By Adam Lovinus
By Lilledeshan Bose
By Gabriel San Roman
By Rachel Mattice
By Stephanie Zacharek
By Daniel Kohn
By Nate Jackson
By Mike Seeley
To this day, Happoldt still thinks about Nowell, especially when he performs with his band, Perro Bravo. "Brad used to tell me, 'You know, Mike, it's harder than it looks.' When I'm up onstage and I think about how you have to play guitar, sing, hit the pedals, entertain the crowd, I realize it is harder than it looks!" Happoldt says, laughing. "With all the lessons Brad taught me—I learned a lot from that guy, and I sneak some of that stuff into what I do. And hopefully it resonates with some people." (Lilledeshan Bose)
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MILES DOUGHTY: 'The Reggae/Rock/Surf Scene of Southern California Expanded Into the World'
Slightly Stoopid's Miles Doughty and Kyle McDonald were big fans of Sublime. "We'd go surf and listen to them before we paddled out, and it was part of our culture growing up," Doughty remembers. "As kids, we idolized [Bradley Nowell]; Sublime were one of our favorite bands."
Nowell discovered the Ocean Beach band as teenagers and signed them onto Skunk Records, his label with friend and Sublime producer Michael "Miguel" Happoldt, in 1995.
"He and Miguel really took us under their wing when we were 15, 16 years old," Doughty says. "We owe them so much. It really opened the doors for Slightly Stoopid in the music world, even a couple of years after he passed. They brought us to their studio in Long Beach and let us record our first record. They were really supportive and positive toward us."
Doughty credits Nowell with not only teaching him how to play a reggae chord ("before then, we were more of a punk rock band"), but also opening their eyes to being a successful touring band. "They taught us to always go back to these towns multiple times a year," he says. "You gain your fans that way. They said, 'Boys, get on the road,' and we haven't stopped since."
The day Nowell died, it was Slightly Stoopid bassist Kyle McDonald's birthday, and the band were playing a house party in Ocean Beach. "Everyone just gathered around, and we played for hours—it was a good day, even though it was a bad day," he recalls. "It brought a lot of people together."
After Nowell was cremated, Doughty was part of the group that scattered some of the ashes at Nowell's favorite surf spot in Surfside: "We all took a bit of his ashes in our hands, paddled out in the ocean, sprinkled them out and surfed."
Doughty says it doesn't feel like Nowell has been gone for 15 years. "It's tragic that his life was cut short; I can only imagine the kind of music they would've made if he were still alive," he says. "He was a great songwriter, great vocalist, and they were the biggest band at the time when he passed. A lot of people—kids—hear their music for the first time and don't even realize he's gone."
Sublime's sound marked a paradigm shift in the popular music of the day, Doughty says. "Kind of the way Nirvana changed the style of music from hair metal—Sublime came and changed it from grunge. The reggae/rock/surf scene of Southern California expanded into the world."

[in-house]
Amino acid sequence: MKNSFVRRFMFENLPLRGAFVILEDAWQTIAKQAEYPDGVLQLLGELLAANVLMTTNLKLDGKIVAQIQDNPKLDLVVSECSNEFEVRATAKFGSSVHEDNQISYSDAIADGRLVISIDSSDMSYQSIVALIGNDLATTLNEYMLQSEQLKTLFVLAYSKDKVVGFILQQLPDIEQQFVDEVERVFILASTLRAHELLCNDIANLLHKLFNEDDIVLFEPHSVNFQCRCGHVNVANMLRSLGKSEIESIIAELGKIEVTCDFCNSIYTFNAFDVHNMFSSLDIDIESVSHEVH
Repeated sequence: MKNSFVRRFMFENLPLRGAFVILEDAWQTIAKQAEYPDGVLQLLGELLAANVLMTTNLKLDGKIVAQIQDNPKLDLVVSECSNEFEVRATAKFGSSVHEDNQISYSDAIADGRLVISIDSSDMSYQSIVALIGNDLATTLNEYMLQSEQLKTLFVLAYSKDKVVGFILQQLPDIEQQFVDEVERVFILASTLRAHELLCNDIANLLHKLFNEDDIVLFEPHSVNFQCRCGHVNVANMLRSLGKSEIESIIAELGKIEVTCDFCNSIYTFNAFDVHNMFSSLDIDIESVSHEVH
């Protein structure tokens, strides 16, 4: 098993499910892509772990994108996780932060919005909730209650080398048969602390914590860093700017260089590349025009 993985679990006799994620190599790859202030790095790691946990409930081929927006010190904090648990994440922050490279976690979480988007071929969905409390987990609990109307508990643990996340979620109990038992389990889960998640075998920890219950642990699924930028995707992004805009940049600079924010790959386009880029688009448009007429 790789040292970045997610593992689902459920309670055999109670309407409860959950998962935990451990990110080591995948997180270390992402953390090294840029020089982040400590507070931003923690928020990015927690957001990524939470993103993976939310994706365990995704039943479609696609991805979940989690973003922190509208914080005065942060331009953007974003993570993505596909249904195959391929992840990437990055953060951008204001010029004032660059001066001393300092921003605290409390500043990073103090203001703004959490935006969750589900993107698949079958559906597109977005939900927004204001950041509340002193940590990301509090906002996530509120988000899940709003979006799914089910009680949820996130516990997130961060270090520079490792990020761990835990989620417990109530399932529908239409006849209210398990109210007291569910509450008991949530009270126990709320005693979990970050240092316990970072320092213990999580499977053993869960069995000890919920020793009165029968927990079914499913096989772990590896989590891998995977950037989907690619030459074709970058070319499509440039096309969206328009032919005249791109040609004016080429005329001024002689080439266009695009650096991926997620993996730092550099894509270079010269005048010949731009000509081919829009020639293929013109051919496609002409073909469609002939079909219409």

"I don't think anyone realized the impact his music was going to have," Doughty continues. "No one could see at the time how much the music touched people's lives, how much people loved Sublime. The world was crushed by his death. But in the end, he gave a lot."
There's one final lesson Doughty takes from Nowell: "We'll always be grateful for what he did for us. He's irreplaceable. But you have to learn from people's mistakes. I smoke herb, and I drink alcohol. That's about it. Don't do hard drugs—that is what you take from it. We've learned from losing brothers what not to do." (Lilledeshan Bose)
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TONY KANAL: 'It Was Either the Greatest, Most Incredible, Unbelievable Show or a Train Wreck'
In the early '90s, the two most prominent OC/LB bands were No Doubt and Sublime, and they were entwined in more ways than geography. The two were fans of each other's music and performed together; Gwen Stefani even guested on the track "Saw Red" from Sublime's second full-length, Robbin' the Hood.
No Doubt bassist Tony Kanal remembers the first time he heard Sublime in 1990. "One of their friends came to a No Doubt show and gave me a demo tape—the one with a green cover. Gwen and I listened to that tape like crazy, over and over again, until it almost started to fade in some parts," he recalls. "I think we listened to it so much we broke it. Our favorite song on it was 'DJs,' and that was the beginning of us becoming huge fans of Sublime."
Sometime later, Kanal was introduced to Sublime's producer/manager, Miguel Happoldt. "We always tried to figure out when we could play together," Kanal says. When they finally set up a gig together (Hawaiian Gardens, 1991), Sublime were supposed to open for No Doubt. But in true Sublime form, the band didn't show up in time to do sound check—or even set up their instruments. "There was a curfew for playing, so we had to play first, and Sublime played after us. The club kind of cleared out, and we all stayed around to watch them, and we got our own private Sublime show that night.